Fully 50% of the book is devoted to dog PCs, but the rest is pure cat. It's skill-based, with a respectable list of skills ("Streetwise" in this game is crossing the street without getting hit by a car!), but a triply long list of magic spells for each species.

I played it at GenCon, run by the game designer, and enjoyed it enough to buy it. I've run it for my sister-and-law and nieces, and they had a blast (three cats and a dog) and ended up saving the neighborhood park from an unscrupulous contractor and crooked local politician. Not bad for cats and a dog!

I would play this again, but the system is showing its age, and I'd be more likely to translate it to Fudge, which would be a piece of cake. I don't think the long spell lists would work in John Wick's game, and I like them enough to want to keep them, if I ran that setting.

So, that's that. He who dislikes the cat, was in his former life a rat. (An old saying, honest - a former landlady of mine, born in 1925, had it in needlepoint that her grandmother had done in her youth.)

If you love cats, look into one of these games. And if the Advantage System sounds like something you'd enjoy, make it this one.


[Note: this is part of my series of semi-reviews of Indie game products.]

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Richard
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Excellent 5 in 1 review!

The Ivan and Gus story was very moving soblue
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Dave Bernazzani
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I picked up John Wick's Cat for under $6 on PDF recently and can say it was a fantastic read! Admittedly, I'm a cat lover and will be reading this aloud to my feline girls.

I'm looking forward to seeing this one hit the table.

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Chad Bowser
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Thanks for the review. I have and enjoy both Cat and Cathulhu, but wasn't familiar with Woof Meow. I'm a huge cat fan myself, my wife and I have six and we volunteer with a feline rescue org (one guess where our cats came from).

I've been looking for a game system use for Evan Dvorkin's Beasts of Burden. Woof Meow might be just the ticket.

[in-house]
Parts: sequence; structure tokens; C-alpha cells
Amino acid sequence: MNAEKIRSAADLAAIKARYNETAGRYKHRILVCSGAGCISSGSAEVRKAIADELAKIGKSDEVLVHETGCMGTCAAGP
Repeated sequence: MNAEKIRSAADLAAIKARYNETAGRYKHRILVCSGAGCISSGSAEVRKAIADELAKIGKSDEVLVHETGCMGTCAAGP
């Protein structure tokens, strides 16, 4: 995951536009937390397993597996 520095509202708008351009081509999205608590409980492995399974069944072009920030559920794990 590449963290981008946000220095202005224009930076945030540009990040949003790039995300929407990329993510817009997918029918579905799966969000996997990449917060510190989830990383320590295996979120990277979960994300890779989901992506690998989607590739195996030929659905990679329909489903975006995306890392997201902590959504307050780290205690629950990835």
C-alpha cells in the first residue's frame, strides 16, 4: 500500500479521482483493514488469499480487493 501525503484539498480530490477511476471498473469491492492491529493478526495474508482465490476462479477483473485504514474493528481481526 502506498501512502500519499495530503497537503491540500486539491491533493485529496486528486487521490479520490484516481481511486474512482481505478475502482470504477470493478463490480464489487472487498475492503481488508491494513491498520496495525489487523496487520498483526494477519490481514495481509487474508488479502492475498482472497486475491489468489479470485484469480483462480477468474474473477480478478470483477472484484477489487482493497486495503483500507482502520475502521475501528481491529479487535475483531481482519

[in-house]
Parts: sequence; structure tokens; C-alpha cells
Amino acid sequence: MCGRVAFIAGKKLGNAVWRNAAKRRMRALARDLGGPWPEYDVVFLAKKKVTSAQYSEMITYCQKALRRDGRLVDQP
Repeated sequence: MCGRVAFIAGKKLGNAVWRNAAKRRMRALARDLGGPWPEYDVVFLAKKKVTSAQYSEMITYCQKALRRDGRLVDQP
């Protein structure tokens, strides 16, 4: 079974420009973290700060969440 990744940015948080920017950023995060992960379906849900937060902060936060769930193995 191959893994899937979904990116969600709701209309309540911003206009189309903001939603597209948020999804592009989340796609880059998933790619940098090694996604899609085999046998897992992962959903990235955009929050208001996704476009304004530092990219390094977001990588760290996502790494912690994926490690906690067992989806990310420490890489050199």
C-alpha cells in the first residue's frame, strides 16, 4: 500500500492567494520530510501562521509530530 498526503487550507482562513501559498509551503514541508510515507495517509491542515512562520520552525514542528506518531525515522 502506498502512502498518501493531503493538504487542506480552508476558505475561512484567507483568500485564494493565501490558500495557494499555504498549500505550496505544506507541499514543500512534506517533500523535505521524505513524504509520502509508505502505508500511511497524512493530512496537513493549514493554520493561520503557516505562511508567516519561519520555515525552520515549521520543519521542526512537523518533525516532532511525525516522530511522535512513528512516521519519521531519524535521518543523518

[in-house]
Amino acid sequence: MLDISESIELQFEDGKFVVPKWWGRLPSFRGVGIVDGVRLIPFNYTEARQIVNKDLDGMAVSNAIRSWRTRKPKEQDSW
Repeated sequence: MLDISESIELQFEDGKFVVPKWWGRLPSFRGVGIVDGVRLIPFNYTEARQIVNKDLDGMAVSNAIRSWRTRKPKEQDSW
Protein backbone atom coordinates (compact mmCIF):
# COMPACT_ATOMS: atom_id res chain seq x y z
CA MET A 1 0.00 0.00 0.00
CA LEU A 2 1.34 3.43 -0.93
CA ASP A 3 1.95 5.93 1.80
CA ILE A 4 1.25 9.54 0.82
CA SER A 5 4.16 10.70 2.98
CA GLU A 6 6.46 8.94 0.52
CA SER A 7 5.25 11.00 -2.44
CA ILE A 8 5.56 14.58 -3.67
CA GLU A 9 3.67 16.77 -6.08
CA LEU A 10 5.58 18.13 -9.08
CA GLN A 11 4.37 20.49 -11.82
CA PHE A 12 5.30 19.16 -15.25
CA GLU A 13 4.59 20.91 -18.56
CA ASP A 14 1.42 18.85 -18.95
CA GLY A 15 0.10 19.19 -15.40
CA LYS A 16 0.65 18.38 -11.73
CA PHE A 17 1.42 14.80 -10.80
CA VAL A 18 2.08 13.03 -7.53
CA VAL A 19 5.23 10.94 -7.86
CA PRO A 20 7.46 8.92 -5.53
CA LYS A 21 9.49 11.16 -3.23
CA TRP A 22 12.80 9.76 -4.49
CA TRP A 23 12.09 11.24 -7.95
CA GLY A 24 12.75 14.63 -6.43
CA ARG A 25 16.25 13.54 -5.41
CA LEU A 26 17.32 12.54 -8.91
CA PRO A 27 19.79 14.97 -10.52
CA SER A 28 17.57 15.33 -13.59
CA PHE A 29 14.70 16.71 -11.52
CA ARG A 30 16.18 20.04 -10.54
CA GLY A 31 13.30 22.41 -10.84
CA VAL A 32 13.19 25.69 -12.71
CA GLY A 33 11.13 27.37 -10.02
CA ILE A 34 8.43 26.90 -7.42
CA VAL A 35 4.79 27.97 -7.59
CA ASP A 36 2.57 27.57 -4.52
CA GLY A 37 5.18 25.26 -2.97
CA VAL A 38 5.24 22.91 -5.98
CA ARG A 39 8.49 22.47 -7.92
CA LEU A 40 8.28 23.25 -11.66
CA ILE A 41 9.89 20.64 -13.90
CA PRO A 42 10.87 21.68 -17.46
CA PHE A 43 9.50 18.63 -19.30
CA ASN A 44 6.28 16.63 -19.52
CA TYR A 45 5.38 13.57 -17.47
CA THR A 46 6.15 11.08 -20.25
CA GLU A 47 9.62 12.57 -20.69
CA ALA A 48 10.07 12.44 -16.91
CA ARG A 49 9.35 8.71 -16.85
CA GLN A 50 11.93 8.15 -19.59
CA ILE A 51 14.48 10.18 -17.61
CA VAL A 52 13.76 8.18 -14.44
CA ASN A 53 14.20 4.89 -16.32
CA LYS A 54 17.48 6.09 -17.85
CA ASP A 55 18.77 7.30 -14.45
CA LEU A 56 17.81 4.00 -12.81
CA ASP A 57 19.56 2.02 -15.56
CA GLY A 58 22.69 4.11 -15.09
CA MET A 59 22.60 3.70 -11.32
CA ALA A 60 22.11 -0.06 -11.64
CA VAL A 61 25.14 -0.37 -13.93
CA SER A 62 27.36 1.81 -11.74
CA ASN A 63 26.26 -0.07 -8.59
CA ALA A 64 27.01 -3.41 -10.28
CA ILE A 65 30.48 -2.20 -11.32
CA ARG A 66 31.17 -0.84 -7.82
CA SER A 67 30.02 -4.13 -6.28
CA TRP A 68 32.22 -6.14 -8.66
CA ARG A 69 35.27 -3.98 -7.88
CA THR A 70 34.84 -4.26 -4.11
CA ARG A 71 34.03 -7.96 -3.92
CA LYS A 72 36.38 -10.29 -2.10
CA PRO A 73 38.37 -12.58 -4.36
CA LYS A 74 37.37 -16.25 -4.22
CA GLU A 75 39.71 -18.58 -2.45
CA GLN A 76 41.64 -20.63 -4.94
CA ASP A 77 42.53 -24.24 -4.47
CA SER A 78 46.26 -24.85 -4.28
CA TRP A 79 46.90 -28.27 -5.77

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Steffan O'Sullivan
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"We talked a little more of Milesians and Firbolgs; but I do not write what he told me here, as it is at variance with things I have written already, as is often the case with legend, whence comes a pleasing variety." -Lord Dunsany
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cjbowser wrote:
Thanks for the review. I have and enjoy both Cat and Cathulhu, but wasn't familiar with Woof Meow. I'm a huge cat fan myself, my wife and I have six and we volunteer with a feline rescue org (one guess where our cats came from).

I've been looking for a game system use for Evan Dvorkin's Beasts of Burden. Woof Meow might be just the ticket.

Yes, it might at that. There's also Dawg the RPG (Second Edition), which is easier to find, I imagine.

Tell you what I'll do, though: tonight I'll look through Woof Meow again and post a more thorough description to that page. It won't be a review, but it'll at least give you an idea of what the game contains.

Edit: and see also http://rpg.geekdo.com/geeklist/44966 for other games with rules for playing animals.
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Steffan O'Sullivan
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"We talked a little more of Milesians and Firbolgs; but I do not write what he told me here, as it is at variance with things I have written already, as is often the case with legend, whence comes a pleasing variety." -Lord Dunsany
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sos1 wrote:
Tell you what I'll do, though: tonight I'll look through Woof Meow again and post a more thorough description to that page. It won't be a review, but it'll at least give you an idea of what the game contains.

This is now done - in the forums, under General.